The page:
Professional and industry bodies, employee and employer groups, as well as large corporations demand (or even offer their own) bespoke programmes addressing these changing educational needs. And private education providers and consultants jumped into this void. Both employees and employers want programmes that signal verified, educational attainment.
This is where universities stand to gain much. A reputable tertiary education institution significantly reduces information asymmetry in staff recruitment. Universities are quality accredited to determine what level of depth in learning needs to be achieved before a degree can be meaningfully awarded. That quality assurance extends to the accreditation of stackable learning modules by awarding a badge, a certificate or a (micro) credential.
Mosaic programmes – realising the comprehensive university
From shared roots in medieval times and the Renaissance, our university disciplines have over the last century or so increasingly separated through specialisation – in research as much as in their teaching programmes. That’s about to change.
The identification of grand challenges and wicked problems have forced university research programmes to reconsider the wisdom of pursuing isolated, ever-more specialised discipline knowledge. Research centres and research grant funding schemes now prioritise and reward interdisciplinarity.
Teaching programmes are not far behind. In a technologically disrupted world where many traditional (and highly specialised) occupations are under threat, different interdisciplinary skill sets are required to best prepare students for the jobs of the future. Stackable degree programmes allow this transition to happen organically.
Through cross-referencing of graduate skills and attributes in different disciplines, students build a portfolio of credentials valued by employers who expect their staff to be adaptable to change.
Rather than a disruptive necessity to change, universities should grasp the opportunity of interdisciplinarity.
After all, which private provider can afford to offer the full range of disciplines offered by a university? Consider bringing together finance, programming and computer science with ethics and mathematics (and carve out a career in FinTech); or combine molecular biology with computer science and design thinking (for a career developing smart pharmaceuticals).
Exploring the cutting edge of knowledge in such a broad portfolio of disciplines is only possible at a university.
Stackable programmes and the university
Stackable modular education has been (and is) considered by some a threat to deep learning. There may be an element of truth in that but for those academics who embrace it, it has opened a much deeper understanding of the educational building blocks and the assurance of learning. Modularising curriculum is both a necessity and a unique opportunity arising from online delivery of curricula.
Just as online programmes, stackable learning modules need to be purpose-designed. They need to be stand-alone, contain a learning objective and an assurance of learning assessment. It cannot simply be a three-hour lecture slide pack divided into 12 equal parts with a single comprehensive final exam.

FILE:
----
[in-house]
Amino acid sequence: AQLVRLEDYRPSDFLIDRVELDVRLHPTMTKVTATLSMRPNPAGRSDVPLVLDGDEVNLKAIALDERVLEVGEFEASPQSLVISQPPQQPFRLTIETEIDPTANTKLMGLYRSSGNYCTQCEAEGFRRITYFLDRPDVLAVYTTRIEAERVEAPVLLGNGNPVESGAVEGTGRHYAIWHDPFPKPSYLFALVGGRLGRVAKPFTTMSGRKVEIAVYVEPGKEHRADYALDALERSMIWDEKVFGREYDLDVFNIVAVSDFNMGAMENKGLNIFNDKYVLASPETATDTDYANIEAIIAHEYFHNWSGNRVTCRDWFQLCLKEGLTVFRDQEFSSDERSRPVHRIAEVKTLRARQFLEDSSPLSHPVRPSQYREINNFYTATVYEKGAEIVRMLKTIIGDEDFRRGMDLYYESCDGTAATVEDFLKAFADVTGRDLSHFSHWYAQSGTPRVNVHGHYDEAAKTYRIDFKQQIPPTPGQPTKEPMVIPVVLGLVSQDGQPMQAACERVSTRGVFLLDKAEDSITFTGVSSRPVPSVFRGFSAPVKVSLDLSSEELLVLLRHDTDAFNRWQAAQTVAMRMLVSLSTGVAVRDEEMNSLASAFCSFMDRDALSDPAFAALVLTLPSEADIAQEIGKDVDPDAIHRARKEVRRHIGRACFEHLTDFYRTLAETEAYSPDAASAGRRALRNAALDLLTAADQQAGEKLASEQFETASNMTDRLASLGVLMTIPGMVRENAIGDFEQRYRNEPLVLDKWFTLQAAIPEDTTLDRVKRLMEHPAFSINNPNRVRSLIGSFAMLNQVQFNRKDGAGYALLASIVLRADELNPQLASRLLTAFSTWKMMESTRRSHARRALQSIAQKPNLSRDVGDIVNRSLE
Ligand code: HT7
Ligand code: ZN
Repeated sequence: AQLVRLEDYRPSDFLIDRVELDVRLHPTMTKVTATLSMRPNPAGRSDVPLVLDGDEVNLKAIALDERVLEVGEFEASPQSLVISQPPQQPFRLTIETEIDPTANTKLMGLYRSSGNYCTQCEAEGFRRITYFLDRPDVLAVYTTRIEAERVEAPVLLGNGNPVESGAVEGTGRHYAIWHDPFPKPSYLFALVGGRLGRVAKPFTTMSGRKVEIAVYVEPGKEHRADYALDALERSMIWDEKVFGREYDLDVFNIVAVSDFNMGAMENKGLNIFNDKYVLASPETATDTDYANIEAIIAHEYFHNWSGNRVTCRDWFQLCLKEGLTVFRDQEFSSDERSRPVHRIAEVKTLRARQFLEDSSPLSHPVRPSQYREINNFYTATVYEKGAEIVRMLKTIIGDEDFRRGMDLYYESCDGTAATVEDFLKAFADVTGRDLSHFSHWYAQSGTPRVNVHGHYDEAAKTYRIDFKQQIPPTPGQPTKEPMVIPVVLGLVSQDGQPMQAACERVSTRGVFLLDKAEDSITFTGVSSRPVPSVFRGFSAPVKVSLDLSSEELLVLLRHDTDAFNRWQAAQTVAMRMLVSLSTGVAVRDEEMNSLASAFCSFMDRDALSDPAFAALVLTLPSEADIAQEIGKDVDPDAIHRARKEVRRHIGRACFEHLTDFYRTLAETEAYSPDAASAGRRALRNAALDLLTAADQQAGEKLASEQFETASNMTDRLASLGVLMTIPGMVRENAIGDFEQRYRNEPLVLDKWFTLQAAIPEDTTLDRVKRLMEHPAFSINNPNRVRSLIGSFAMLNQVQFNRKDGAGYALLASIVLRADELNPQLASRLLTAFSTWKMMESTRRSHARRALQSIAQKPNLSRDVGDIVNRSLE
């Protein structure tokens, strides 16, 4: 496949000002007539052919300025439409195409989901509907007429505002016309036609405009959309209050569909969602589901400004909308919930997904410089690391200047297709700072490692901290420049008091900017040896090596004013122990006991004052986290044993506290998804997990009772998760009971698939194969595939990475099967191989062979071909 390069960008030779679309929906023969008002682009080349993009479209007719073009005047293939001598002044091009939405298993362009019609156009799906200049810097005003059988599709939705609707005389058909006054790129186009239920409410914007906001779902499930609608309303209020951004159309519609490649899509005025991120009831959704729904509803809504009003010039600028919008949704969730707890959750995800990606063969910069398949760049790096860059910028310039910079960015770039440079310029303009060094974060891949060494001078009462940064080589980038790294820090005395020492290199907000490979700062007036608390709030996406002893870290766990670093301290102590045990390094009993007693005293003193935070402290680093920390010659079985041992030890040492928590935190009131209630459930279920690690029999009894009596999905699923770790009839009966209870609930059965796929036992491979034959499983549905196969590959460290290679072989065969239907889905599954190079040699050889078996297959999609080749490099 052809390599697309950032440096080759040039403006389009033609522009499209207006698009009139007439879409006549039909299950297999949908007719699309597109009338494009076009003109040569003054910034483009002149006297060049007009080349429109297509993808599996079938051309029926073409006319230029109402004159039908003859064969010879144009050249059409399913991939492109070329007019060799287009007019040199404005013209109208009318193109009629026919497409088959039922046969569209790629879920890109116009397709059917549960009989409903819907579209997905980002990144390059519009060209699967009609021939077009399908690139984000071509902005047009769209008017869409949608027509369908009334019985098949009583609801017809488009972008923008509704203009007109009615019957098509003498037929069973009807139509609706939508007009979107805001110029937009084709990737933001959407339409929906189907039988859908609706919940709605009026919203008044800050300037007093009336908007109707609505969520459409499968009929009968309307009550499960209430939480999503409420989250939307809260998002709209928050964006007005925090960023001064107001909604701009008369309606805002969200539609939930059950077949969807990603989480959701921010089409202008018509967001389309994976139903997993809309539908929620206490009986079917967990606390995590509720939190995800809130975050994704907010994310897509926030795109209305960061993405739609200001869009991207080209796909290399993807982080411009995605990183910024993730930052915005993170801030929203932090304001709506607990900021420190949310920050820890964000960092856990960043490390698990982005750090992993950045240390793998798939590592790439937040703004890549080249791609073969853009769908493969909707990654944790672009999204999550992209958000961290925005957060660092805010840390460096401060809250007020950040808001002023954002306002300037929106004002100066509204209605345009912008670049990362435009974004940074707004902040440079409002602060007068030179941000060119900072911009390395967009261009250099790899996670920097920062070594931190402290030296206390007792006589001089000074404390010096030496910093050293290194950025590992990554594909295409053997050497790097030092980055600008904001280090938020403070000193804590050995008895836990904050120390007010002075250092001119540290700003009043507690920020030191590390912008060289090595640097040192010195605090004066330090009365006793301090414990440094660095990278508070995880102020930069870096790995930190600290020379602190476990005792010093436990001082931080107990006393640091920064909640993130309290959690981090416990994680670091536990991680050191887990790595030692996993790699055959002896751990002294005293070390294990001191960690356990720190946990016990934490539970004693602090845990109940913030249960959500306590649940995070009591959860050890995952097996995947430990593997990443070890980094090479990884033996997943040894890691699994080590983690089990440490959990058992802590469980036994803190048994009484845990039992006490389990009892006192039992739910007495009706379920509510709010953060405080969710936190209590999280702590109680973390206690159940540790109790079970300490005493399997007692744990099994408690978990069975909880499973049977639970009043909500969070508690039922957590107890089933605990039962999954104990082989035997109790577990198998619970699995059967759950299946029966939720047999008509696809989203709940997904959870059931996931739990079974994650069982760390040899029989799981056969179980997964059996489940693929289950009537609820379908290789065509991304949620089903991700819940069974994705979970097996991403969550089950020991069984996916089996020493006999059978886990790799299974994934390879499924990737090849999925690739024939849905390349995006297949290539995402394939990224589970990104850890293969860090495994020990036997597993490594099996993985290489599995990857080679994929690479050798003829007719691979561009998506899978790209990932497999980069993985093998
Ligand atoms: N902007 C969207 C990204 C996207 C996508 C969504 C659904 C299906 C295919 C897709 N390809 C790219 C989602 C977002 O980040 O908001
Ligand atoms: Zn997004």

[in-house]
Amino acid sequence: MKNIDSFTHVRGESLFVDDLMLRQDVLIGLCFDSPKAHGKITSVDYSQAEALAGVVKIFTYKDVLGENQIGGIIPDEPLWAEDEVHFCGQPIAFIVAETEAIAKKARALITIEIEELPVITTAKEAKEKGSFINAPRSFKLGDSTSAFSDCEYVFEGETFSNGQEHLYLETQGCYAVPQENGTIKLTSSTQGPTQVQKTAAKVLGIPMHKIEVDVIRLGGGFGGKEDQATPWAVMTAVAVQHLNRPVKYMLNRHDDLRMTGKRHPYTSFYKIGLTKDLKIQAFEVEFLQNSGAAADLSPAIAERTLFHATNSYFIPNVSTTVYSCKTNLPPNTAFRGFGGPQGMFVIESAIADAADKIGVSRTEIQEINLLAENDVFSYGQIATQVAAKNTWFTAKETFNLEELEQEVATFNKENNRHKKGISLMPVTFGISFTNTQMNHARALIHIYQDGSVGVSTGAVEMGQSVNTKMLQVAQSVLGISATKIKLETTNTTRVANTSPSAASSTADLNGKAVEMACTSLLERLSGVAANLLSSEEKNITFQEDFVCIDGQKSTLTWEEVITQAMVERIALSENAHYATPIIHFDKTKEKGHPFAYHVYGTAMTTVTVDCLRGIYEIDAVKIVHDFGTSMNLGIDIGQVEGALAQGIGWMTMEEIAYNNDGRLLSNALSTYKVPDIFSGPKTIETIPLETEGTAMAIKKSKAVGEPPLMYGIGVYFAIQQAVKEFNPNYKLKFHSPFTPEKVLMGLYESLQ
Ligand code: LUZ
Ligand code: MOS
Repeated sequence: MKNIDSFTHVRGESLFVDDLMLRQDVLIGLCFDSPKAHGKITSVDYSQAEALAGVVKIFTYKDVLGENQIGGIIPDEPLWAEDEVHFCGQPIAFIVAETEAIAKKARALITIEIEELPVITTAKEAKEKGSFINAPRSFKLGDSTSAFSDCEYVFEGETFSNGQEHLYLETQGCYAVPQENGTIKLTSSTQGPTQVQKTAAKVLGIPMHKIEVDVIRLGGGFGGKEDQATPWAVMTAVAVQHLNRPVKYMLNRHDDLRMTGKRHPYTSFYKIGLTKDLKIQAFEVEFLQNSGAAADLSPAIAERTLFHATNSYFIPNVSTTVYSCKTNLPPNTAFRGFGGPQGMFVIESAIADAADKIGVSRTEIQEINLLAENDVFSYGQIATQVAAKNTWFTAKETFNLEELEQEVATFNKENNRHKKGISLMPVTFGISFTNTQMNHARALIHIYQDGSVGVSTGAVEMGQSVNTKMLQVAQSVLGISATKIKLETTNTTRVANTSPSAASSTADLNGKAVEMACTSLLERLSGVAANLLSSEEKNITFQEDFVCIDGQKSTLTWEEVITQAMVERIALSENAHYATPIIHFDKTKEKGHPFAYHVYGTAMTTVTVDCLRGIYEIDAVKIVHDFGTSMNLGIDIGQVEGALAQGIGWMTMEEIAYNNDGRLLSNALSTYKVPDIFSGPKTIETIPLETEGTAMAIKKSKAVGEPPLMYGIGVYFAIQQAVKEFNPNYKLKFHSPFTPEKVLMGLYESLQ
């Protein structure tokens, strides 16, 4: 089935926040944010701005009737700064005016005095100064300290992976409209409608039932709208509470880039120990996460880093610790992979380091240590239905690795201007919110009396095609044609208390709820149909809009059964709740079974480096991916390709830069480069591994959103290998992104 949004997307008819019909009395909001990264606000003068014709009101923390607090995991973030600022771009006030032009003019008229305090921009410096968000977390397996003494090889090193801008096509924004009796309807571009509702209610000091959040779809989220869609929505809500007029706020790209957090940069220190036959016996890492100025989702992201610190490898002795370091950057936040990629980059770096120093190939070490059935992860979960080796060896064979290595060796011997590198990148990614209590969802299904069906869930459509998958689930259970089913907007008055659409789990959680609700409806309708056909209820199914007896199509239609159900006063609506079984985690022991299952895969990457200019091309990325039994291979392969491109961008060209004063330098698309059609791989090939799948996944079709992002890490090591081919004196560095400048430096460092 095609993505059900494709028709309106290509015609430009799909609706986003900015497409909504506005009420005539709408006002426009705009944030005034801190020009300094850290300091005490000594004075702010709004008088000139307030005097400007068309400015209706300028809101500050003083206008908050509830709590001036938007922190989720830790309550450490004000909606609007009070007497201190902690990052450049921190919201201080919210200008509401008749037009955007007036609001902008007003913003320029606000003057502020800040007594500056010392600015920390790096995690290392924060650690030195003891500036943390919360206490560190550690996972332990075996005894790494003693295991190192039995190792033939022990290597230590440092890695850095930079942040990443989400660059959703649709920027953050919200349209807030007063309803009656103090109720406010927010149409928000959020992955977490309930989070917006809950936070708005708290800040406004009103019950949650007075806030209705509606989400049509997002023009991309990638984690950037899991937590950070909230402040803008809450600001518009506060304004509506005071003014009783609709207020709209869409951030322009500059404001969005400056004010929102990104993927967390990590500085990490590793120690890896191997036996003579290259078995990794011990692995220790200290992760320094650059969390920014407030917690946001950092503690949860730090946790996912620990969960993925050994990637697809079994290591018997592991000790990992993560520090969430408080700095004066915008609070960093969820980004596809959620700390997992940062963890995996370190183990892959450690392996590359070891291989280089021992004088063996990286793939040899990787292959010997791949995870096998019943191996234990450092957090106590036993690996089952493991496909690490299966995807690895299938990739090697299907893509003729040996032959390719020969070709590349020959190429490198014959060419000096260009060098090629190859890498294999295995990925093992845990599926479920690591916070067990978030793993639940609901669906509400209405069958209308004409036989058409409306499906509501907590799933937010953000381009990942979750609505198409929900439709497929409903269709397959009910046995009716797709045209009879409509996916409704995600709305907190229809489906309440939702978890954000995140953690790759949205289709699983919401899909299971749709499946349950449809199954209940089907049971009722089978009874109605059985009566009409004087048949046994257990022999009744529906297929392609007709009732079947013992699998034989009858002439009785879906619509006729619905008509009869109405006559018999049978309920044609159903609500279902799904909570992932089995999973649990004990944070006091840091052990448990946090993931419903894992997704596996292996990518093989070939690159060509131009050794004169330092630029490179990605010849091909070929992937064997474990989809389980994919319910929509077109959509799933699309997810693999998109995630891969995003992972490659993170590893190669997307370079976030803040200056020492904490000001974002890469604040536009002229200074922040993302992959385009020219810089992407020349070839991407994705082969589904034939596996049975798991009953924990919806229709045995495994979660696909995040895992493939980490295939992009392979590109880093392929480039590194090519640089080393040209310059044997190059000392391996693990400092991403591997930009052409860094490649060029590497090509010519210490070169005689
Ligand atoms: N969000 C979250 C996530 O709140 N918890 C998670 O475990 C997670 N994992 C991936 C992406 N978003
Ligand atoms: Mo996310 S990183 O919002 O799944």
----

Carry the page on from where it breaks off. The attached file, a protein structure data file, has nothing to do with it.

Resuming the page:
However, the biggest design challenge is for the modules to be multi-dimensional, that is, stackable in multiple disciplinary directions. A set of leadership and strategy modules should be stackable with a set of chemical engineering modules just as easily as with criminology modules.
That flexibility will require university-wide clarity and consistency in the quality assurance of stackable programmes. And while giving students the flexibility to compose their own certificate/diploma/masters, it should not be a free for all.
For a stackable programme to have real value, there needs to be a coherence that equips the student with identifiable skills and attributes.
Working in partnership with employers will allow universities to better define the value in stackable credentials.
There are a few other things that need to come together for the successful delivery of stackable learning modules. Academic workload models will need to recognise modular teaching activity. Particularly so when flexible teaching periods are increasingly common to enable regular delivery of stackable modules.
Discipline-based institutions will need to let go of their exclusive disciplinary ownership of degree programmes and co-ordinate the marketing of interdisciplinary stackable programmes. And perhaps most disruptive of all will be the need for efficient and integrated administrative systems tailored to the delivery of stackable programmes.
Disruptive changes but necessary conditions. Universities bring reputation, research-led educational specialisation and interdisciplinary breadth. It would be foolish to ignore the opportunity to expand our educational portfolio in new, flexible ways that ensure life-long learning.